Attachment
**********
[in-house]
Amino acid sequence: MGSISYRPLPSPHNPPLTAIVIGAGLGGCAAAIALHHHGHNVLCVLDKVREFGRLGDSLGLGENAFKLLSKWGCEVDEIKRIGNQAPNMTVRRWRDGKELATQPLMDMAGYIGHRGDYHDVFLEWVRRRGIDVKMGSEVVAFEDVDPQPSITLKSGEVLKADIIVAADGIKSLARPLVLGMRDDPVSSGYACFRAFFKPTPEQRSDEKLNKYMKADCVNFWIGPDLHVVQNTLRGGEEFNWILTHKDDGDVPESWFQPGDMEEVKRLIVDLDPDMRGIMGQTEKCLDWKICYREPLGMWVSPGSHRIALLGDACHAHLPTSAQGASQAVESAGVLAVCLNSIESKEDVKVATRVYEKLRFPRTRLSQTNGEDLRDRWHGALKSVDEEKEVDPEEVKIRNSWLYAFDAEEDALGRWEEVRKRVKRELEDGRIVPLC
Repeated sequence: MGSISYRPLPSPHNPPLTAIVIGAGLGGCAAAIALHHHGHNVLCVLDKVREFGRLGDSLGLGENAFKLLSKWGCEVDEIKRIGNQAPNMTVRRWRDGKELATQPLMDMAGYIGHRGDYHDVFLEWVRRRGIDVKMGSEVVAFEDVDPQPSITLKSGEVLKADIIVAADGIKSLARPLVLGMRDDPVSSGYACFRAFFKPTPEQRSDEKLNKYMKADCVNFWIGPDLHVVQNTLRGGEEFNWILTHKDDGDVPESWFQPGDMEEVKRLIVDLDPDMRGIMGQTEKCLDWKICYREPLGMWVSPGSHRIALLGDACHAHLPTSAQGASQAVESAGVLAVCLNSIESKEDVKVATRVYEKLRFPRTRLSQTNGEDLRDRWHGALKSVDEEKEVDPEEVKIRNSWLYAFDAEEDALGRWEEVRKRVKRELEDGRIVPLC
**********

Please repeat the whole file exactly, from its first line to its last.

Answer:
[in-house]
Amino acid sequence: MGSISYRPLPSPHNPPLTAIVIGAGLGGCAAAIALHHHGHNVLCVLDKVREFGRLGDSLGLGENAFKLLSKWGCEVDEIKRIGNQAPNMTVRRWRDGKELATQPLMDMAGYIGHRGDYHDVFLEWVRRRGIDVKMGSEVVAFEDVDPQPSITLKSGEVLKADIIVAADGIKSLARPLVLGMRDDPVSSGYACFRAFFKPTPEQRSDEKLNKYMKADCVNFWIGPDLHVVQNTLRGGEEFNWILTHKDDGDVPESWFQPGDMEEVKRLIVDLDPDMRGIMGQTEKCLDWKICYREPLGMWVSPGSHRIALLGDACHAHLPTSAQGASQAVESAGVLAVCLNSIESKEDVKVATRVYEKLRFPRTRLSQTNGEDLRDRWHGALKSVDEEKEVDPEEVKIRNSWLYAFDAEEDALGRWEEVRKRVKRELEDGRIVPLC
Repeated sequence: MGSISYRPLPSPHNPPLTAIVIGAGLGGCAAAIALHHHGHNVLCVLDKVREFGRLGDSLGLGENAFKLLSKWGCEVDEIKRIGNQAPNMTVRRWRDGKELATQPLMDMAGYIGHRGDYHDVFLEWVRRRGIDVKMGSEVVAFEDVDPQPSITLKSGEVLKADIIVAADGIKSLARPLVLGMRDDPVSSGYACFRAFFKPTPEQRSDEKLNKYMKADCVNFWIGPDLHVVQNTLRGGEEFNWILTHKDDGDVPESWFQPGDMEEVKRLIVDLDPDMRGIMGQTEKCLDWKICYREPLGMWVSPGSHRIALLGDACHAHLPTSAQGASQAVESAGVLAVCLNSIESKEDVKVATRVYEKLRFPRTRLSQTNGEDLRDRWHGALKSVDEEKEVDPEEVKIRNSWLYAFDAEEDALGRWEEVRKRVKRELEDGRIVPLC